Gaetano Pesce’s Via Portico d’Ottavia Vase, 1988–1991. Courtesy of the Cooper Hewitt, Smithsonian Design Museum.
Gaetano Pesce’s Via Portico d’Ottavia Vase, 1988–1991. Courtesy of the Cooper Hewitt, Smithsonian Design Museum.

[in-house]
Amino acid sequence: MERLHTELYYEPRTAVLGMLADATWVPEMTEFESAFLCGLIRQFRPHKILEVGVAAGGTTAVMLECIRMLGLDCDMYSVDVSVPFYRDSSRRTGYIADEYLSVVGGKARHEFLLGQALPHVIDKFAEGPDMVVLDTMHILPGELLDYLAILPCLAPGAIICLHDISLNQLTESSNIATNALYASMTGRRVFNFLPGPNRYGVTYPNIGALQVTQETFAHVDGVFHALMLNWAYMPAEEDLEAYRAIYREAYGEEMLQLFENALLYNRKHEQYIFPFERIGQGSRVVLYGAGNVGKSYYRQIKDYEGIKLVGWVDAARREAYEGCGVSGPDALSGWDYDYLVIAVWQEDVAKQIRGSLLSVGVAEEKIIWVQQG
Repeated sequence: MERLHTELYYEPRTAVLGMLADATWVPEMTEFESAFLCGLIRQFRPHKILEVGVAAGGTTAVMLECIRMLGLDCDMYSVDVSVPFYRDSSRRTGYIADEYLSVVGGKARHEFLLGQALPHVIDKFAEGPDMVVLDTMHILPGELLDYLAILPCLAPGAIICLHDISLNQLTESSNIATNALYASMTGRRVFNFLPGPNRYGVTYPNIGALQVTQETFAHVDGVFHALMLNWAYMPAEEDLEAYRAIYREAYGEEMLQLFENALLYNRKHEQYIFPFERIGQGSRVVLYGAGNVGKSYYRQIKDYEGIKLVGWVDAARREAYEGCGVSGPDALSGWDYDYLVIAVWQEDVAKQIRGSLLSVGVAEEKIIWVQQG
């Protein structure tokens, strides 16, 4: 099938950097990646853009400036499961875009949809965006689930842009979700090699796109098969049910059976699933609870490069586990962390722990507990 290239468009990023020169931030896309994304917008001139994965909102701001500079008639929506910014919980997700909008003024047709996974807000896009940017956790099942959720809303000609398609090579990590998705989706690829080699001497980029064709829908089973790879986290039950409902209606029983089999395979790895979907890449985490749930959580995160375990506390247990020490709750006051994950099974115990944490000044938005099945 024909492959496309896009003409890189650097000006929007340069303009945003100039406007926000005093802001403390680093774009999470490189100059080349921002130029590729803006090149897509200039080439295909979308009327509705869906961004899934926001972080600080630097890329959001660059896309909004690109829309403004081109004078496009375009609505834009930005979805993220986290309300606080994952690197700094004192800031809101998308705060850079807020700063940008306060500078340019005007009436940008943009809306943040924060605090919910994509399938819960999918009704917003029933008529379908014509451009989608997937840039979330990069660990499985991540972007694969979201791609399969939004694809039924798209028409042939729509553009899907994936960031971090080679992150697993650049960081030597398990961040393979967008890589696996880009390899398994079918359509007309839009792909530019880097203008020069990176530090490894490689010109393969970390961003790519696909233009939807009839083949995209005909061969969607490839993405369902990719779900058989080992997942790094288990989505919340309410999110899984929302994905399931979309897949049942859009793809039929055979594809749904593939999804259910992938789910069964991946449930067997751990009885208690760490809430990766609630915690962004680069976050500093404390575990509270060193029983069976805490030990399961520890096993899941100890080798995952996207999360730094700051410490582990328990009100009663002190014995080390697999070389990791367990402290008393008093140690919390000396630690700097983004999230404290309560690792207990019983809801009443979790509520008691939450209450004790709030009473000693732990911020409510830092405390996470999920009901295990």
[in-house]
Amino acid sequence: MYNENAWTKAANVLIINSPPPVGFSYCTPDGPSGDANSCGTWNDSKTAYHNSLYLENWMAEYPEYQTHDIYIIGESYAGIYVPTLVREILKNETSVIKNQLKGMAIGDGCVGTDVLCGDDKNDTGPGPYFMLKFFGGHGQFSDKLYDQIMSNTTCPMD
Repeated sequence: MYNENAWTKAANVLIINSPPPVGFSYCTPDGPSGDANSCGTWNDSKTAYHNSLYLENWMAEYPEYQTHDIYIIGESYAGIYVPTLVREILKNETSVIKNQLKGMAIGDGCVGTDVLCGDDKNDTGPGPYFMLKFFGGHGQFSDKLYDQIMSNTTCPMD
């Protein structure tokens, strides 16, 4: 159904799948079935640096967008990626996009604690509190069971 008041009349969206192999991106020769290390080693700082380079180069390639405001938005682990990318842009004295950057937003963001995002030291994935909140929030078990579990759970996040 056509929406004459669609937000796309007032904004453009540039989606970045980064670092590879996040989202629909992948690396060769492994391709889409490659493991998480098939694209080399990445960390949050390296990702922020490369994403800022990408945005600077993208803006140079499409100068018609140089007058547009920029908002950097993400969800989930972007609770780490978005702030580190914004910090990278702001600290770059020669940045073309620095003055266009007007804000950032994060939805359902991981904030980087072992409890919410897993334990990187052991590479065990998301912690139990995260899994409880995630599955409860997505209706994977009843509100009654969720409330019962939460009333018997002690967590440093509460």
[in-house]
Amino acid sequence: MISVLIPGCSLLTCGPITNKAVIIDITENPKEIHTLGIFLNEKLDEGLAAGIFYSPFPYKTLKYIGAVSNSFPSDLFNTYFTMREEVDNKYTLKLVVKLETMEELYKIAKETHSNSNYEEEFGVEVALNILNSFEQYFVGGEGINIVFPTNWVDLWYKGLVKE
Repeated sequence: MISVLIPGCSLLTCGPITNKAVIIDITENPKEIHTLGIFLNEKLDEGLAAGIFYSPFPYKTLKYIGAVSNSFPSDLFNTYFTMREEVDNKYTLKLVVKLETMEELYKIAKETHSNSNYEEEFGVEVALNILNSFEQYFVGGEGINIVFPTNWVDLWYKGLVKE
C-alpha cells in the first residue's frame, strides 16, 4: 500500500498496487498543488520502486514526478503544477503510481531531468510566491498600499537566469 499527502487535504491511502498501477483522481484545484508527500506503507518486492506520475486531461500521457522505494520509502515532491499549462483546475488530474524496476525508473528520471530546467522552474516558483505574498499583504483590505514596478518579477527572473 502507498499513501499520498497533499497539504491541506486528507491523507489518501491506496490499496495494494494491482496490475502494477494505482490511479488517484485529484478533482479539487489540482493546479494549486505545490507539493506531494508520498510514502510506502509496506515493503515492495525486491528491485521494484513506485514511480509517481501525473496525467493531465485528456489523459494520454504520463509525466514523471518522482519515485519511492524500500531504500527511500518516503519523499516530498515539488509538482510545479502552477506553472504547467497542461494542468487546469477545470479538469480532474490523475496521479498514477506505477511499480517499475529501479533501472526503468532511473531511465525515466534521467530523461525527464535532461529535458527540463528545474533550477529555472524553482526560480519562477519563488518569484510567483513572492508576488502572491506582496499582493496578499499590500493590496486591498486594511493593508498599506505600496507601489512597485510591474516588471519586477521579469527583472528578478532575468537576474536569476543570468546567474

When New York’s Cooper Hewitt, Smithsonian Design Museum reopens on December 12, after a three-year renovation, it will have 60 percent more exhibition space in the Carnegie Mansion, and also will have expanded into the virtual realm. The new Immersion Room allows visitors to project selections from the museum’s enormous cache of wallpaper designs onto the walls, or to draw their own. A digital “pen,” given with each ticket, affords access to all 210,000 objects in the permanent collection, including one of the latest acquisitions, Gaetano Pesce’s Via Portico d’Ottavia Vase, 1988–1991. The wandlike apparatus can be used to save images of the works on view to a personal profile for at-home browsing or to connect to interactive tables installed throughout the galleries. The device has impressive recognition capability: “You can draw a zigzag, and all the zigzag lines reflected in our collection will come up,” says museum director Caroline Baumann. “It’s a wonderful way to pull back the curtain.”